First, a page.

KOTA KINABALU: A conservationist is proposing that the government explore “pangolin tourism” to better protect this arguably most poached and trafficked species in the world.
Shavez Cheema, who is the founder of 1StopBorneo Wildlife, said the same was being done with some of Sabah’s most endangered species, including Bornean Pygmy elephants, and there was no reason why the authorities could not try it with pangolins.
1StopBorneo Wildlife is a non-profit organisation aimed at conserving the rainforest through education programmes, wildlife rescue services and developing new economic models to save animals.
“Better awareness and enforcement will ultimately lead to saving the pangolins.
“But pangolin tourism is perhaps another avenue which could lead to further protection of this species, ” Cheema said in conjunction with World Pangolin Day on Feb 20.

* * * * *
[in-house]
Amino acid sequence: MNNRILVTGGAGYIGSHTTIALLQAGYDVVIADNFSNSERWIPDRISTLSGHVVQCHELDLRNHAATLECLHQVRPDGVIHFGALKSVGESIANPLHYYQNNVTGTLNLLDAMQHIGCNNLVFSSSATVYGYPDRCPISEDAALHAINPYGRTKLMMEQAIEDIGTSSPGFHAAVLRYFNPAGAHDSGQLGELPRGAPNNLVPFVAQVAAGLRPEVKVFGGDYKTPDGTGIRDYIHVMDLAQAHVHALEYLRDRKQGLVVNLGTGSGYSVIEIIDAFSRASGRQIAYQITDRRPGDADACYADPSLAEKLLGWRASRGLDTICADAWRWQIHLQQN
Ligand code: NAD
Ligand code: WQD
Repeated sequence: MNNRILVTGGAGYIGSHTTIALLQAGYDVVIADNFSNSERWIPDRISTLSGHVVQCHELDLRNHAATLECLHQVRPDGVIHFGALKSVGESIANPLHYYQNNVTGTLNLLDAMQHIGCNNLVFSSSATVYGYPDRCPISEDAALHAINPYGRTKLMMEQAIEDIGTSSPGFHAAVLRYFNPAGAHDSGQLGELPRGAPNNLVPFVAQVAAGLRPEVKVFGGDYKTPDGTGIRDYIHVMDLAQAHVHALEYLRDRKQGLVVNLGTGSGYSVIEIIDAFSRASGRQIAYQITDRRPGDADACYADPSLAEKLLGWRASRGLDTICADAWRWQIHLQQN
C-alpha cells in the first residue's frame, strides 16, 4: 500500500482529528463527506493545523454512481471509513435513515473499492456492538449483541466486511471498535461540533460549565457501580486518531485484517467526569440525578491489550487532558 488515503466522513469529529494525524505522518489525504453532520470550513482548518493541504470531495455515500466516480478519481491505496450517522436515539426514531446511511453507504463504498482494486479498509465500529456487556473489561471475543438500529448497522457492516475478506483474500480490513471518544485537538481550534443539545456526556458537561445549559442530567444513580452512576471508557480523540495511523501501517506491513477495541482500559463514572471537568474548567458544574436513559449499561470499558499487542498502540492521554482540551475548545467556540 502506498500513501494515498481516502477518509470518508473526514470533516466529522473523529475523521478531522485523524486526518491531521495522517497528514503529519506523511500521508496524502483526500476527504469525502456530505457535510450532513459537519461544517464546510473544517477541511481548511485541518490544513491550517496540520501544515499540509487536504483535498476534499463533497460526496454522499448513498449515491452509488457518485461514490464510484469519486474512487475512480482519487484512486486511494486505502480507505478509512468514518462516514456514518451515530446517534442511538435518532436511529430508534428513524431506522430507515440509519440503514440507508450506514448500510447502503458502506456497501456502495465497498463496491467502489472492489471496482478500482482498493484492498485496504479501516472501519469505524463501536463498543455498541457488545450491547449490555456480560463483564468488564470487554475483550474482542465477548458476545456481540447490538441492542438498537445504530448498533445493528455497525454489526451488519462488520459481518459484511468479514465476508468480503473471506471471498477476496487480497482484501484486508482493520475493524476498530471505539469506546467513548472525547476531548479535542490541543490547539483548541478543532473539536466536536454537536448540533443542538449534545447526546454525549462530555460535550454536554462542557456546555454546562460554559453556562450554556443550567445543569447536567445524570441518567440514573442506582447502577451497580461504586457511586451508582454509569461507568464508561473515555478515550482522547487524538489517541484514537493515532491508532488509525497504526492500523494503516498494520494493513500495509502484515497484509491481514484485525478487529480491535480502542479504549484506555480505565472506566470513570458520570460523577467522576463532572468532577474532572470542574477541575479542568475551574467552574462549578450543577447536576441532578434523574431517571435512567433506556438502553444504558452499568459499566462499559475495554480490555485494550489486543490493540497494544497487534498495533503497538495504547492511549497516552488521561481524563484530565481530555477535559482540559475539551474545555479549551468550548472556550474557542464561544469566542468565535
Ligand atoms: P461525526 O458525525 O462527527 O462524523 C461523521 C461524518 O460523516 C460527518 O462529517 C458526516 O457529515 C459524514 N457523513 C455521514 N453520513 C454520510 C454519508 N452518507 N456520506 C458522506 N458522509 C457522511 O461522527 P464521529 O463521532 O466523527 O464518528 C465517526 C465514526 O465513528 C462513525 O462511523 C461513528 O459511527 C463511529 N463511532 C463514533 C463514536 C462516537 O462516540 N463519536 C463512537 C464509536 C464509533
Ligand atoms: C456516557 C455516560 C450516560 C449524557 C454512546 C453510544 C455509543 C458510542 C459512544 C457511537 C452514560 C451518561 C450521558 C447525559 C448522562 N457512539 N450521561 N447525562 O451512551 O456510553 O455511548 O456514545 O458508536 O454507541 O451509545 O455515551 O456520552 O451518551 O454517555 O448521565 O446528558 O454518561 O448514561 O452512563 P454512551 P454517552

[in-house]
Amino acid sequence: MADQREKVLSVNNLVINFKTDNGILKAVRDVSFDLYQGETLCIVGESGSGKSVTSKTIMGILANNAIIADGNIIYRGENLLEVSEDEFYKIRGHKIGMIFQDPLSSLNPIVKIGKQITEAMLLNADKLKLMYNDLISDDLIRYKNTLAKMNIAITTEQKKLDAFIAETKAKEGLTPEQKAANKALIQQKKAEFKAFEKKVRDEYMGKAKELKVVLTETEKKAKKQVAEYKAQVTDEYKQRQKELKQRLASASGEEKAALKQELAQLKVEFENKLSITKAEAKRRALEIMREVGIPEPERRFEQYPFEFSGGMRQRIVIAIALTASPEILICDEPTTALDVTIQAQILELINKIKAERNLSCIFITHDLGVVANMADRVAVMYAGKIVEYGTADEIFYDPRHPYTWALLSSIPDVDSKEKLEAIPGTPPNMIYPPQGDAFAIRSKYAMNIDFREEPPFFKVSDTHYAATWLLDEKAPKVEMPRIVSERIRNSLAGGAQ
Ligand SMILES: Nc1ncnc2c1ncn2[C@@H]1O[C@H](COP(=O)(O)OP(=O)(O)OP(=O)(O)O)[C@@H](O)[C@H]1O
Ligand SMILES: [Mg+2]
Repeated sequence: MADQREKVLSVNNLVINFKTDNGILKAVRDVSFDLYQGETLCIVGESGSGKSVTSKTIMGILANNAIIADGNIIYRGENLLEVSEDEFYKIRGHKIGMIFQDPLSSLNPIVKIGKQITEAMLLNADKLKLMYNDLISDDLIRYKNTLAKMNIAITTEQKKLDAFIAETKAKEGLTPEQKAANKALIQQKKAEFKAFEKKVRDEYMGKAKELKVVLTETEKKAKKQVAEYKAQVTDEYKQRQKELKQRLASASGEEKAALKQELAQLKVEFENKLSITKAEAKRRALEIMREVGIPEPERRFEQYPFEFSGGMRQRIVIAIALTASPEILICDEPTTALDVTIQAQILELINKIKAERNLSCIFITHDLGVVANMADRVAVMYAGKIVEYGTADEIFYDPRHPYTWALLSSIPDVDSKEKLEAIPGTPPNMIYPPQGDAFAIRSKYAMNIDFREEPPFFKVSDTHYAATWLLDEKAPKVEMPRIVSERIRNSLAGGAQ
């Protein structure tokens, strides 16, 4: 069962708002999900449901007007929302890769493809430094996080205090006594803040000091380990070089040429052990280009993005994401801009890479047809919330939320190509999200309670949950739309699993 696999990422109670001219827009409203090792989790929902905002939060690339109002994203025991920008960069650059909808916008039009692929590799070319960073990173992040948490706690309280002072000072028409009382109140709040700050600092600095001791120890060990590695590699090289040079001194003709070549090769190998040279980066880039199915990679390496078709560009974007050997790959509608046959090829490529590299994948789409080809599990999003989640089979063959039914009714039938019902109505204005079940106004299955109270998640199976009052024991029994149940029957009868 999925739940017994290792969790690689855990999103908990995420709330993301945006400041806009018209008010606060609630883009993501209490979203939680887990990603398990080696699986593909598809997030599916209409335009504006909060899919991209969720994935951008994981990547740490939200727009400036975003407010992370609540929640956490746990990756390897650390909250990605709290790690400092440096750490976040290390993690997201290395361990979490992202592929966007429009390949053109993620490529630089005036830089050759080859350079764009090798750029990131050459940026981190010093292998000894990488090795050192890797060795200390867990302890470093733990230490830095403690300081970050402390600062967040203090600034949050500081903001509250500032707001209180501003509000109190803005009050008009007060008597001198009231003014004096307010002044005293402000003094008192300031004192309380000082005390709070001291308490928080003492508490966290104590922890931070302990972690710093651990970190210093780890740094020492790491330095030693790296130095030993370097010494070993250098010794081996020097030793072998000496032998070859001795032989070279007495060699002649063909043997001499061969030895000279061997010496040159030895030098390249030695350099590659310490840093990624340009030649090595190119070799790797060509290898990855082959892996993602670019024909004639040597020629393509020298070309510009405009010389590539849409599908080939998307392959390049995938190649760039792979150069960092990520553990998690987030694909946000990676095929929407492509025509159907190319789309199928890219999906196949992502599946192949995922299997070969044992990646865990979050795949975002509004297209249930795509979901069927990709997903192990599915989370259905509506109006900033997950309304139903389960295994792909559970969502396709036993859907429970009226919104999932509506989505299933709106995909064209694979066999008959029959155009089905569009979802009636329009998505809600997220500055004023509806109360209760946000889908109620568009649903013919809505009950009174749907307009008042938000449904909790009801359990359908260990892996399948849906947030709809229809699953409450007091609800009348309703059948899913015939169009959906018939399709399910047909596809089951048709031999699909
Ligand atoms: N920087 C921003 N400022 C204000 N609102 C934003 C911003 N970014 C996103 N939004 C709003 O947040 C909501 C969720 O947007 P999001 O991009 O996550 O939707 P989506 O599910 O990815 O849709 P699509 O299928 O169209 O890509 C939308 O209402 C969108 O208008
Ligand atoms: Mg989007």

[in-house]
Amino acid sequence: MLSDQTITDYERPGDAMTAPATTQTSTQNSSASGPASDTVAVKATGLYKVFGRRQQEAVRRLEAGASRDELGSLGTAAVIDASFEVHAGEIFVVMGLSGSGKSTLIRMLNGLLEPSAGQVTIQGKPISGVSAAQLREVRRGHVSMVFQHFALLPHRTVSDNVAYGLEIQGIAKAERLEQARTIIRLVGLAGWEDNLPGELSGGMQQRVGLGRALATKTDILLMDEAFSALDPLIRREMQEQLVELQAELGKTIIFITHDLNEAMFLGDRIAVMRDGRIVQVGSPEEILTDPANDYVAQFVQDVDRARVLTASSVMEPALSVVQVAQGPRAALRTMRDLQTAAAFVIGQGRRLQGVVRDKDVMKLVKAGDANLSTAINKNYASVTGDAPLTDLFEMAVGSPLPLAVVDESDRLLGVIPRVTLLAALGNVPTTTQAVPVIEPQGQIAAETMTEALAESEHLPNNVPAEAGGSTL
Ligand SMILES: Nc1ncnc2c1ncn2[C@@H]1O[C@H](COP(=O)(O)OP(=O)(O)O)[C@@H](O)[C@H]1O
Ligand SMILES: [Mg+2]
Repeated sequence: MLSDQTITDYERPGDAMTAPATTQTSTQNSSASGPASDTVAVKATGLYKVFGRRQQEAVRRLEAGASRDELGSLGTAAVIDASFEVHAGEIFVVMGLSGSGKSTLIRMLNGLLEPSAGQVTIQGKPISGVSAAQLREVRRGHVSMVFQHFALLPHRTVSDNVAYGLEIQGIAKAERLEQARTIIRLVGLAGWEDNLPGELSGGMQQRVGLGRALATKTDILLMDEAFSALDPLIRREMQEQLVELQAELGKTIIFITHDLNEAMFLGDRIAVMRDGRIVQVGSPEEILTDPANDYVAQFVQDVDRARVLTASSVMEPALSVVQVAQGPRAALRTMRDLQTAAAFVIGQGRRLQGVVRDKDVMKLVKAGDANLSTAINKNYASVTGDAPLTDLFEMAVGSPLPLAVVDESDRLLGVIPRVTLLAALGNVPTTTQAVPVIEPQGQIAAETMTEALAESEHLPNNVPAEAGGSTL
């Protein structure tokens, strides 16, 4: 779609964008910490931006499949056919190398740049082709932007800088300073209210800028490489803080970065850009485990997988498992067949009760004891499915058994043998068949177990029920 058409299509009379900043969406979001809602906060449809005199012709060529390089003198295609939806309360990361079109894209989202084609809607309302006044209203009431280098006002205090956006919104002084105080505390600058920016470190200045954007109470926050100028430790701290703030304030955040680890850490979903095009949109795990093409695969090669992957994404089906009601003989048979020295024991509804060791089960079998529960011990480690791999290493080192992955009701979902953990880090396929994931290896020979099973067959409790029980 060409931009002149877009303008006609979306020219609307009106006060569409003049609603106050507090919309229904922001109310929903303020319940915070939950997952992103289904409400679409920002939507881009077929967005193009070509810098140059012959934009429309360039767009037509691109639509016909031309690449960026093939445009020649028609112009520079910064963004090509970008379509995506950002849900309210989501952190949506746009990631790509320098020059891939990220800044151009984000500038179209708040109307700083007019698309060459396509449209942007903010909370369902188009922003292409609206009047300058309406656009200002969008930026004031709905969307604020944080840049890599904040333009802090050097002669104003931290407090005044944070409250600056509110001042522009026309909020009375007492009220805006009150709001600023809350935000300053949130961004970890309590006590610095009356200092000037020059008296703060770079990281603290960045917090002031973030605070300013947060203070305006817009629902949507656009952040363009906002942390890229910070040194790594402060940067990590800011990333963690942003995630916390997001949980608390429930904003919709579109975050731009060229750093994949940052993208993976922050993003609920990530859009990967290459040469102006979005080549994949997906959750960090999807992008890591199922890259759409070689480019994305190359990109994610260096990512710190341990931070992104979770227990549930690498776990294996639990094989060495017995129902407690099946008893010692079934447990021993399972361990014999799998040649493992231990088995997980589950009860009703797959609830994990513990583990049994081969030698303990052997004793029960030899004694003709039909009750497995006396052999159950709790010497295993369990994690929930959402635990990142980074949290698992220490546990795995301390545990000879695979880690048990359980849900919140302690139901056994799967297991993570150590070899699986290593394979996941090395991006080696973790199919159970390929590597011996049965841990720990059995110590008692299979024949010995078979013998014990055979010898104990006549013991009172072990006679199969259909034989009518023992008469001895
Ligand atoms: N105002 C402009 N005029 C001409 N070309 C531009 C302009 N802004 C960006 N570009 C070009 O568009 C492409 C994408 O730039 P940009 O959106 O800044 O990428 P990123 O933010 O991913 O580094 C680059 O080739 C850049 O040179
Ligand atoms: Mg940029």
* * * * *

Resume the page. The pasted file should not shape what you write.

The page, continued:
He said the effort might see tags put on rescued pangolins before they were released, then allowing tourists to view these animals without any physical interaction.
He added that the same effort was being made with select animals in Africa.
He also urged the community to report any illegal sale of pangolins to local authorities.
Cheema said people should not disturb pangolins if they stumbled across them, whether while driving on the road or when visiting the jungle.
Pangolins play a role in keeping a balance in the ecosystem. This means that the loss of a type of species could lead to an ecological imbalance, causing havoc from the bottom of the food chain right to the top.
It is believed that the pangolin population in Sabah is about 1,000 in the wild.
The Sunda pangolin, the only species found in Sabah, is listed as “critically endangered” on the International Union for Conservation of Nature’s Red List.
Prior to this, there was a pangolin sanctuary planned to be set up within the protected Tawau Hills National Park.
Funded by Arizona Sabah Pangolin Sanctuary and Research Institute (Sapsari) with an initial start-up investment of RM1mil planned in 2019, the sanctuary was an effort by the then state government to protect this species.
However, the latest status of this sanctuary is not known due to the change of government and Covid-19 pandemic that have seen a lot of plans and projects halted or delayed.
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